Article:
Incidence of Induced Abortion in India: A Study of Socio-Cultural Aspects from NFHS Data

 

 

 

 

 

 

 

 

 

 

 

N.P. Das

Gayatri Desai

Rajnikant Patel

 

 

 

 

 

 

 

 

 

 

 

Population Research Centre

Department of Statistics

Faculty of Science

Baroda

July 1999


Incidence of Induced Abortion in India: A Study of Socio-Cultural Aspects from NFHS Data

 

N.P. Das+, Gayatri Desai+,

Rajnikant Patel+

 

           

            Women's access to safe abortion services is  essential to safeguard their health and is one of the important components of Reproductive and Child Health Programme,  introduced recently under the changed policy by Government of India. Arrangement for safe and legal abortion is important for women's survival and reproductive health, particularly in view of the fact that abortion is one of the leading causes of maternal mortality and morbidity. Infact, this has been recognised long back through the Medical Termination of Pregnancy (MTP) Act, 1971. The aim of the Act was to reduce maternal mortality and morbidity due to illegal abortions. India legalised medical termination of pregnancy on broad  socio-medical grounds and is one of the few countries which provides safe abortion service to a woman who desires it. However, even after twenty-seven years of  legalization of abortion, its availability, particularly in the rural areas, is very limited. Recently, there is a growing realisation towards an urgent need to increase safe MTP facilities both in rural and urban areas, through government clinics/PHCs by providing equipments, contractual doctors etc., so that a woman could have access to safe and hygienic abortion facilities, if she desires to terminate her pregnancy (Govt. of India, 1997). Necessity for such facilities as well as for creating adequate public awareness is crucial not only from family planning perspective, but  more importantly as a measure to ensure safe motherhood.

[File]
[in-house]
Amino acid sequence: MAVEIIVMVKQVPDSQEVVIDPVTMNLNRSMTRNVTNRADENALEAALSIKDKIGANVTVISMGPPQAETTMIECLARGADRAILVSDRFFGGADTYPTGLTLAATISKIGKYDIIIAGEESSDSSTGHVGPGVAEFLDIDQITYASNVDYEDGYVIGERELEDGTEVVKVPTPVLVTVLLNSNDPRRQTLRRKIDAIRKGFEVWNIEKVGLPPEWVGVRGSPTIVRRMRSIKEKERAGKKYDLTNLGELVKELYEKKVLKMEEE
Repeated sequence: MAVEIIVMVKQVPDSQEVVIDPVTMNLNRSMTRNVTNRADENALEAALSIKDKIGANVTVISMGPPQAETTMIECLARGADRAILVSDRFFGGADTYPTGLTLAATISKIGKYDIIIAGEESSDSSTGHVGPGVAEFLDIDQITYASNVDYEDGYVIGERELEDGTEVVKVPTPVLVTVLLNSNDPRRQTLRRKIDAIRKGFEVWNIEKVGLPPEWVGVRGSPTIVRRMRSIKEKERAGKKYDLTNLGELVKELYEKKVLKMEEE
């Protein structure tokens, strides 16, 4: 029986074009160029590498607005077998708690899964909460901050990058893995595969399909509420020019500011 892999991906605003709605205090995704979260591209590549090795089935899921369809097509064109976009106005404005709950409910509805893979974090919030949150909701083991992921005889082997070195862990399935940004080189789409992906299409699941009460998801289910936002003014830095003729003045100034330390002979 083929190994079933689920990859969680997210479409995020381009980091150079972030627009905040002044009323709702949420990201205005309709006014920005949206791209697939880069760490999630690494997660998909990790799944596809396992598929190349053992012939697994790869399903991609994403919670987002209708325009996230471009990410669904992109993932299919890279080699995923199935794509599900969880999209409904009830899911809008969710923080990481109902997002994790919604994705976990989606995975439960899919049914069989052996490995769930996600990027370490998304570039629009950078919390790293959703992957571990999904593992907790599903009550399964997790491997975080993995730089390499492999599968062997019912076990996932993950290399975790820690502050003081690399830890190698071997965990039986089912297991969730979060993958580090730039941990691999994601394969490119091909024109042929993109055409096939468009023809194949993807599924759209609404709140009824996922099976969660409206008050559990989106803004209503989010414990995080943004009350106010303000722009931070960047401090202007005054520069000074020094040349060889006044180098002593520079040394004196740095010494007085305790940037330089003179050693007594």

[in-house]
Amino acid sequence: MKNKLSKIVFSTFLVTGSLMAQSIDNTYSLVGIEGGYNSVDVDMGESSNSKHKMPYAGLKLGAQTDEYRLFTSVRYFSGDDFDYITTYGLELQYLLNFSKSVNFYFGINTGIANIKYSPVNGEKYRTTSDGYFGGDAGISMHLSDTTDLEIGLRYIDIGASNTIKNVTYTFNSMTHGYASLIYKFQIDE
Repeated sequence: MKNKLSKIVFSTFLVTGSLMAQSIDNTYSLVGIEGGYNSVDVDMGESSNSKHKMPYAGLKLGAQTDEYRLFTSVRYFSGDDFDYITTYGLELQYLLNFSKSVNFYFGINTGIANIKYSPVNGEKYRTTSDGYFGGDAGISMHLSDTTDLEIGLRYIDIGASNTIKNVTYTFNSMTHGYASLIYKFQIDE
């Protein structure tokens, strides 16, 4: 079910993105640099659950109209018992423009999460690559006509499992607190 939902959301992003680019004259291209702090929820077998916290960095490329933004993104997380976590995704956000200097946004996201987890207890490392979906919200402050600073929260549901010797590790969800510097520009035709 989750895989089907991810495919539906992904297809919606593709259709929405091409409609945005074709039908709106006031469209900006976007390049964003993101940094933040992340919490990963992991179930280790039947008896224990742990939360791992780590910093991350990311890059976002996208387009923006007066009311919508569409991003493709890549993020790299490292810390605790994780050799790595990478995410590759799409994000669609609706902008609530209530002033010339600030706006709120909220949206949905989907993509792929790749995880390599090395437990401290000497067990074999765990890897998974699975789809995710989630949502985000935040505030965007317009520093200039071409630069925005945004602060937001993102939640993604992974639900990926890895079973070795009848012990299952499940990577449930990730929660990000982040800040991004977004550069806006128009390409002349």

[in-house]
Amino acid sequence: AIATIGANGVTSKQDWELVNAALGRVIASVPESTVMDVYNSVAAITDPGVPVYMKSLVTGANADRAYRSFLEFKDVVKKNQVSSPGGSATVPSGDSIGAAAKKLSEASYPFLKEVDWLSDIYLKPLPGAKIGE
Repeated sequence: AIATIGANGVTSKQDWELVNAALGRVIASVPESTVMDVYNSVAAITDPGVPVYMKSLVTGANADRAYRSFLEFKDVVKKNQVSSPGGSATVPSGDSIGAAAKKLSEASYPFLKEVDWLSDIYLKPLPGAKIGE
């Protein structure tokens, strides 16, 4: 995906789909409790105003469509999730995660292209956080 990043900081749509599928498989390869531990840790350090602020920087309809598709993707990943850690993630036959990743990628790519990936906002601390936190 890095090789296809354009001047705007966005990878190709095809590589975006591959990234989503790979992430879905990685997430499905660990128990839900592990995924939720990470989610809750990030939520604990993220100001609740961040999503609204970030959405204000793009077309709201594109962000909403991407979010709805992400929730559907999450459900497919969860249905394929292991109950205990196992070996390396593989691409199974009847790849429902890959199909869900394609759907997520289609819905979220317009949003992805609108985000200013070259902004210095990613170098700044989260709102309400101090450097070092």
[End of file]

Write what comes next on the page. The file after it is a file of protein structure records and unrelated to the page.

The first step towards this initiative is perhaps to understand the patterns and prevalence of induced abortion and  the extent of  provision of the legal MTP facilities to meet the demand of these services. Further, from the view point of policy formulations it is also important for understand the background of the women who seek induced abortion, their source of service and the reasons behind terminating the pregnancy. The present paper makes an attempt to study some of these aspects.